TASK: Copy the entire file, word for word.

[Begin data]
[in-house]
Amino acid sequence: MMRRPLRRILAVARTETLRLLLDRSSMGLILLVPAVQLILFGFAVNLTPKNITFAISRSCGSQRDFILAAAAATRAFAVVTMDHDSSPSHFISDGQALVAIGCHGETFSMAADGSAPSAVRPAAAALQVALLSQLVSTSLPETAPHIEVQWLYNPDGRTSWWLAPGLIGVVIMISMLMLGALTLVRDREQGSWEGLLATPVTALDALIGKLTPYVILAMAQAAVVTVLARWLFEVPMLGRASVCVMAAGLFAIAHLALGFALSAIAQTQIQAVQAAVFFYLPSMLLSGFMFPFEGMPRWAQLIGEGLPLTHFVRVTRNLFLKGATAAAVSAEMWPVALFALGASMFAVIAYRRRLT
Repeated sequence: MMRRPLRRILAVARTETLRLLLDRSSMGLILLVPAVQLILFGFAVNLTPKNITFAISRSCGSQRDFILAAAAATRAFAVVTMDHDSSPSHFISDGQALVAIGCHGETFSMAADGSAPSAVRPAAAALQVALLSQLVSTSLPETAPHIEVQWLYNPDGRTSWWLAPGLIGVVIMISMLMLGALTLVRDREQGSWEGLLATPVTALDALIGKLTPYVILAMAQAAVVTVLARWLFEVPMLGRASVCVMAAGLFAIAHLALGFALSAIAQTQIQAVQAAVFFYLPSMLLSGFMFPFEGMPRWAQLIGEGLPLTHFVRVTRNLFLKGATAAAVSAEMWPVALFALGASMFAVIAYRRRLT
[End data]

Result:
[in-house]
Amino acid sequence: MMRRPLRRILAVARTETLRLLLDRSSMGLILLVPAVQLILFGFAVNLTPKNITFAISRSCGSQRDFILAAAAATRAFAVVTMDHDSSPSHFISDGQALVAIGCHGETFSMAADGSAPSAVRPAAAALQVALLSQLVSTSLPETAPHIEVQWLYNPDGRTSWWLAPGLIGVVIMISMLMLGALTLVRDREQGSWEGLLATPVTALDALIGKLTPYVILAMAQAAVVTVLARWLFEVPMLGRASVCVMAAGLFAIAHLALGFALSAIAQTQIQAVQAAVFFYLPSMLLSGFMFPFEGMPRWAQLIGEGLPLTHFVRVTRNLFLKGATAAAVSAEMWPVALFALGASMFAVIAYRRRLT
Repeated sequence: MMRRPLRRILAVARTETLRLLLDRSSMGLILLVPAVQLILFGFAVNLTPKNITFAISRSCGSQRDFILAAAAATRAFAVVTMDHDSSPSHFISDGQALVAIGCHGETFSMAADGSAPSAVRPAAAALQVALLSQLVSTSLPETAPHIEVQWLYNPDGRTSWWLAPGLIGVVIMISMLMLGALTLVRDREQGSWEGLLATPVTALDALIGKLTPYVILAMAQAAVVTVLARWLFEVPMLGRASVCVMAAGLFAIAHLALGFALSAIAQTQIQAVQAAVFFYLPSMLLSGFMFPFEGMPRWAQLIGEGLPLTHFVRVTRNLFLKGATAAAVSAEMWPVALFALGASMFAVIAYRRRLT